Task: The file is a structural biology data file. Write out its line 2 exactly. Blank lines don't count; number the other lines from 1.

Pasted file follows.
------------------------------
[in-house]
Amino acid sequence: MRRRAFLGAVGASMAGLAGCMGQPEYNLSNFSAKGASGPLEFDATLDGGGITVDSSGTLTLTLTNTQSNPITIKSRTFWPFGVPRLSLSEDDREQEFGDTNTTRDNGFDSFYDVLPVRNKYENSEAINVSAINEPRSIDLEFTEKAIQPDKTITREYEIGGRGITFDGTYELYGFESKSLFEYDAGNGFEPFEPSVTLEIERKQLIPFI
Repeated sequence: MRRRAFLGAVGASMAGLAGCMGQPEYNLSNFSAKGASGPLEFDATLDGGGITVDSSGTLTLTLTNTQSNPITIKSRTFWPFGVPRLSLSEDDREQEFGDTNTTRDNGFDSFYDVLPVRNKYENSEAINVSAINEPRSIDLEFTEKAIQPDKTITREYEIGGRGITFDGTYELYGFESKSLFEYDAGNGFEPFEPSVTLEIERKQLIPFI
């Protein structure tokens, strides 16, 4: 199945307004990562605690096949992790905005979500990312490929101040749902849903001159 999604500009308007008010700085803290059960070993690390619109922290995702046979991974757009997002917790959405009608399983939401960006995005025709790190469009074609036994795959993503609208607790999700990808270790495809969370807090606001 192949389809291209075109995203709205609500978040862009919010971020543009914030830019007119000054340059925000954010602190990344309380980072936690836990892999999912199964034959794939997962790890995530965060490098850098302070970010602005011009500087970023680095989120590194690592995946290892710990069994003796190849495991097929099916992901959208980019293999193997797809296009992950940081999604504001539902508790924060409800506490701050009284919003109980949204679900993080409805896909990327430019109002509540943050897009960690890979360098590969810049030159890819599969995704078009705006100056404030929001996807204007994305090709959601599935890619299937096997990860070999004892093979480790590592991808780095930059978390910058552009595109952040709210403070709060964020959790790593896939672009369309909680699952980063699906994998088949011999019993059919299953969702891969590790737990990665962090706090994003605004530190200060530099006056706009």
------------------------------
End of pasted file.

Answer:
Amino acid sequence: MRRRAFLGAVGASMAGLAGCMGQPEYNLSNFSAKGASGPLEFDATLDGGGITVDSSGTLTLTLTNTQSNPITIKSRTFWPFGVPRLSLSEDDREQEFGDTNTTRDNGFDSFYDVLPVRNKYENSEAINVSAINEPRSIDLEFTEKAIQPDKTITREYEIGGRGITFDGTYELYGFESKSLFEYDAGNGFEPFEPSVTLEIERKQLIPFI